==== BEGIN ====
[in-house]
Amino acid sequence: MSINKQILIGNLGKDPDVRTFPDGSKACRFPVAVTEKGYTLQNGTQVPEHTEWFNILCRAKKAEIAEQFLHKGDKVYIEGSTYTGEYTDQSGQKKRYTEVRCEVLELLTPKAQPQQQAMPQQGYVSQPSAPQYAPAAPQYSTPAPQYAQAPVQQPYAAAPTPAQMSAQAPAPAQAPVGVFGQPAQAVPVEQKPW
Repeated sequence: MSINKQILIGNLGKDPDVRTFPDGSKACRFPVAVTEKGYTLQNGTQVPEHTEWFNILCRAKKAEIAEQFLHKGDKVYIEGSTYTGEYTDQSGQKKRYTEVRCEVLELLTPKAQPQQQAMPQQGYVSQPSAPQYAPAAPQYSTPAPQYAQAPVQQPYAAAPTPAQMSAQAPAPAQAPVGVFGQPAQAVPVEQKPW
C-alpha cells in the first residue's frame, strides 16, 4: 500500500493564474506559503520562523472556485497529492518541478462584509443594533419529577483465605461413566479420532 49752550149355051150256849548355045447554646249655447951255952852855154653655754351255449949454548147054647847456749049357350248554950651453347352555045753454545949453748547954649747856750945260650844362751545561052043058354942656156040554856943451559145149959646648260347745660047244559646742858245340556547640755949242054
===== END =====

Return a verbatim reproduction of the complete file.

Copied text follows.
[in-house]
Amino acid sequence: MSINKQILIGNLGKDPDVRTFPDGSKACRFPVAVTEKGYTLQNGTQVPEHTEWFNILCRAKKAEIAEQFLHKGDKVYIEGSTYTGEYTDQSGQKKRYTEVRCEVLELLTPKAQPQQQAMPQQGYVSQPSAPQYAPAAPQYSTPAPQYAQAPVQQPYAAAPTPAQMSAQAPAPAQAPVGVFGQPAQAVPVEQKPW
Repeated sequence: MSINKQILIGNLGKDPDVRTFPDGSKACRFPVAVTEKGYTLQNGTQVPEHTEWFNILCRAKKAEIAEQFLHKGDKVYIEGSTYTGEYTDQSGQKKRYTEVRCEVLELLTPKAQPQQQAMPQQGYVSQPSAPQYAPAAPQYSTPAPQYAQAPVQQPYAAAPTPAQMSAQAPAPAQAPVGVFGQPAQAVPVEQKPW
C-alpha cells in the first residue's frame, strides 16, 4: 500500500493564474506559503520562523472556485497529492518541478462584509443594533419529577483465605461413566479420532 49752550149355051150256849548355045447554646249655447951255952852855154653655754351255449949454548147054647847456749049357350248554950651453347352555045753454545949453748547954649747856750945260650844362751545561052043058354942656156040554856943451559145149959646648260347745660047244559646742858245340556547640755949242054